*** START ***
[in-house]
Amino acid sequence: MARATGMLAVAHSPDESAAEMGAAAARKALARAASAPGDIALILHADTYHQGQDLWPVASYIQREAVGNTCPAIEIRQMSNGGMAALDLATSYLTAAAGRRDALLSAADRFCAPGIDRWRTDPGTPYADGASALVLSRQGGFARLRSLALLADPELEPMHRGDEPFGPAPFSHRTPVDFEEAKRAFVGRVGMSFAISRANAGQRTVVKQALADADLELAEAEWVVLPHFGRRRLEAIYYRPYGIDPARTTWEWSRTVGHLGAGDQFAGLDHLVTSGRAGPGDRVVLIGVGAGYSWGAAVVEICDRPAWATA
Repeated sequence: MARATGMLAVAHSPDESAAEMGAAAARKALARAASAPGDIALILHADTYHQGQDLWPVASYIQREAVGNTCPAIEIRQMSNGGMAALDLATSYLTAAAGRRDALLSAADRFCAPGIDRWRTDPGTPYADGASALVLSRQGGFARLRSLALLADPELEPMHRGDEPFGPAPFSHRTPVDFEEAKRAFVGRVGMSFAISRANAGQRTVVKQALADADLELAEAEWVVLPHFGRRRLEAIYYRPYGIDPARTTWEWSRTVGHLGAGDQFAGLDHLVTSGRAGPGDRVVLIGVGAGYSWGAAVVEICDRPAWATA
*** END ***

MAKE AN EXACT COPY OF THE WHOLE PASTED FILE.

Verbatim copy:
[in-house]
Amino acid sequence: MARATGMLAVAHSPDESAAEMGAAAARKALARAASAPGDIALILHADTYHQGQDLWPVASYIQREAVGNTCPAIEIRQMSNGGMAALDLATSYLTAAAGRRDALLSAADRFCAPGIDRWRTDPGTPYADGASALVLSRQGGFARLRSLALLADPELEPMHRGDEPFGPAPFSHRTPVDFEEAKRAFVGRVGMSFAISRANAGQRTVVKQALADADLELAEAEWVVLPHFGRRRLEAIYYRPYGIDPARTTWEWSRTVGHLGAGDQFAGLDHLVTSGRAGPGDRVVLIGVGAGYSWGAAVVEICDRPAWATA
Repeated sequence: MARATGMLAVAHSPDESAAEMGAAAARKALARAASAPGDIALILHADTYHQGQDLWPVASYIQREAVGNTCPAIEIRQMSNGGMAALDLATSYLTAAAGRRDALLSAADRFCAPGIDRWRTDPGTPYADGASALVLSRQGGFARLRSLALLADPELEPMHRGDEPFGPAPFSHRTPVDFEEAKRAFVGRVGMSFAISRANAGQRTVVKQALADADLELAEAEWVVLPHFGRRRLEAIYYRPYGIDPARTTWEWSRTVGHLGAGDQFAGLDHLVTSGRAGPGDRVVLIGVGAGYSWGAAVVEICDRPAWATA